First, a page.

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Oral Contraceptives Print E-mail

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Contraindications (a medication or procedure that is not advisable) and Adverse Effects.

These hormone-like drugs have been associated with many adverse effects; they are contraindicated in some situations and should be used with caution in others.

Absolute Contraindications

  • Pregnancy
  • Thrombophlebitis or thromboembolic disorders (past or present)
  • Stroke or coronary artery disease (past or present)
  • Cancer of the breast (known or suspected)
  • Undiagnosed abdominal vaginal bleeding
  • Estrogen-dependent cancer (known or suspected)
  • Benign or malignant tumor of the liver (past or present)

Relative Contraindications

  • Age over 35 years or heavy cigarette smoker (>15 cigarettes daily)
  • Migraine or recurrent persistent severe headache
  • Hypertension
  • Cardiac or renal disease
  • Diabetes
  • Gallbladder disease
  • Obstruction in the bile duct
  • Active hepatitis or infectious mononucleosis
  • Sickle cell disease
  • Surgery, fracture, or severe injury
  • Lactation
  • Significant psychological depression

Some women report some relatively minor side effects when they use “the pill”. There might be weight gain, acne, irritability, anxiety, thinking problems, lost hair, and so on. Those can be very irritating, but there are other, less well-known side effects that make the use of birth control bills unappealing, if not downright dangerous.

  • Myocardial Infarction (Heart Attack): The risk of heart attack is higher with use of oral contraceptives, particularly with pills containing 50 micrograms of estrogen or more. Cigarette smoking, obesity, hypertension, diabetes, or hypercholesterolemia increase the risk even further. Young nonsmoking women have less increased risk of heart attack. Smokers over age 40 and women with other cardiovascular risk factors should use other methods of birth control.
  • Thromboembolic Disease (blood clots): An increased rate of venous thromboembolism (a condition in which a blood clot fragment breaks off from one part of the body and blocks a blood vessel in another part of the body.) is found in oral contraceptive users, especially if the dose of estrogen is 50 micrograms or more. While the overall risk is very low (15 per 100,000 woman), several recent studies have reported a twofold increased risk in women using oral contraceptives containing the progestins gestodene or desogestrel compared with women using oral contraceptives with levonorgestrel and norethindrone. Women who develop thrombophlebitis should stop using this method, as should those at risk of thrombophlebitis because of surgery, fracture, serious injury, or immobilization.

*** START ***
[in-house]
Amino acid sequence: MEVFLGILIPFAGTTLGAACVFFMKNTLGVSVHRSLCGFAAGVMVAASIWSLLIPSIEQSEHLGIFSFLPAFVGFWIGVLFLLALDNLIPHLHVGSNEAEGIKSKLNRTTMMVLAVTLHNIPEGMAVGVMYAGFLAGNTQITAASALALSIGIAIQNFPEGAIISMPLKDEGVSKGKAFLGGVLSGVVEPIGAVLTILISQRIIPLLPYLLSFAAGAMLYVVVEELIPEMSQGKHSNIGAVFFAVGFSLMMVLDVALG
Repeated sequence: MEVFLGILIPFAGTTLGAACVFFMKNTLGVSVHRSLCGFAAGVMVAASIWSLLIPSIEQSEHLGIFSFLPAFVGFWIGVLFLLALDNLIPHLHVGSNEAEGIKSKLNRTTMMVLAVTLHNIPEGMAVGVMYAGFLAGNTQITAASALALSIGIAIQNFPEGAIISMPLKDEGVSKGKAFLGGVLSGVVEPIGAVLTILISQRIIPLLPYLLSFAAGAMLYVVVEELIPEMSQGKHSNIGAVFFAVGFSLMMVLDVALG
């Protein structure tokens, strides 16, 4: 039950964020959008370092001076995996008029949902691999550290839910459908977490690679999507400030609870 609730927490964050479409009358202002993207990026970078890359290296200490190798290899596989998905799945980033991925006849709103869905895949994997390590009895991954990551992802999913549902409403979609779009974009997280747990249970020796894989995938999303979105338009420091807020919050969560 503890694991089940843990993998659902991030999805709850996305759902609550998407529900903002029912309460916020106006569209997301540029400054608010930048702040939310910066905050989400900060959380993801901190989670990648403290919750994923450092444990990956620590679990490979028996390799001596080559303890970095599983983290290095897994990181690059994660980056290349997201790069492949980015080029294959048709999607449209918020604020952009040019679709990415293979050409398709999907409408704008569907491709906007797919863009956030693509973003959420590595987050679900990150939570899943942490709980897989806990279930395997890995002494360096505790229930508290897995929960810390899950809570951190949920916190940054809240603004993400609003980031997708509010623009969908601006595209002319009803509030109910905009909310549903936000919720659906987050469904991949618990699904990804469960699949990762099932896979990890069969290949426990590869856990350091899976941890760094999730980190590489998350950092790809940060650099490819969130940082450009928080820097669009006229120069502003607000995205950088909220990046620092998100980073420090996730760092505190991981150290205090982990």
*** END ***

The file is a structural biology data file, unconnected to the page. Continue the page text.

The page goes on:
• Cerebrovascular Disease: Overall, a small increased risk of hemorrhagic stroke and subarachnoid hemorrhage and a somewhat greater increased risk of thrombotic stroke has been found; smoking, hypertension, and age over 35 years are associated with increased risk. Women who develop warning symptoms such as headache, blurred or lost vision, or other transient neurologic disorders should stop using oral contraceptives.
  • Carcinoma (Cancer): A relationship between long-term (3-4 year) oral contraceptive use and occurrence of cervical dysplasia and cancer has been found in various studies. A recent study has suggested the possibility of an increased risk of breast cancer in women who have ever used oral contraceptives if they have first-degree relatives with breast cancer. Rarely, oral contraceptives have been associated with the development of benign or malignant hepatic (liver) tumors; this may lead to rupture of the liver, hemorrhage, and death. The risk increases with higher dosages, longer duration of use, and older age.
  • Metabolic Disorders: A decrease in glucose tolerance (diabetes) and an increase in triglyceride levels is seen in pill takers, and women with diabetes using this method should be carefully monitored.
  • Hypertension (High Blood Pressure): Oral contraceptives may cause hypertension in some women; the risk is increased with longer duration of use and older age. Women who develop hypertension while using oral contraceptives should use other contraceptive methods.
  • Headache: Migraine or other vascular headaches may occur or worsen with pill use. If severe or frequent headaches develop while using this method, it should be discontinued.
  • Amenorrhea (absence of menstrual periods): a lasting a year or longer occurs occasionally, sometimes with galactorrhea (a spontaneous flow of milk from the nipple.) Prolactin levels should be checked; if elevated, a pituitary prolactinoma (a tumor in the pituitary gland) may be present.
  • Disorders of Lactation: Combined oral contraceptives can impair the quantity and quality of breast milk.
  • Other Disorders: Depression may occur or be worsened with oral contraceptive use.

Regardless of the reason for using a birth control pill, all women need to understand and be on the lookout for symptoms that may be associated with a severe reaction. Two basic approaches are avoid smoking and use a quality brand of a multiple vitamin, particularly one that contains a good daily dose of B vitamins (Ortho's Ortho B Complex is excellent). In addition, use a quality probiotic to boost the immune system. We recommend Florajen 3.

 
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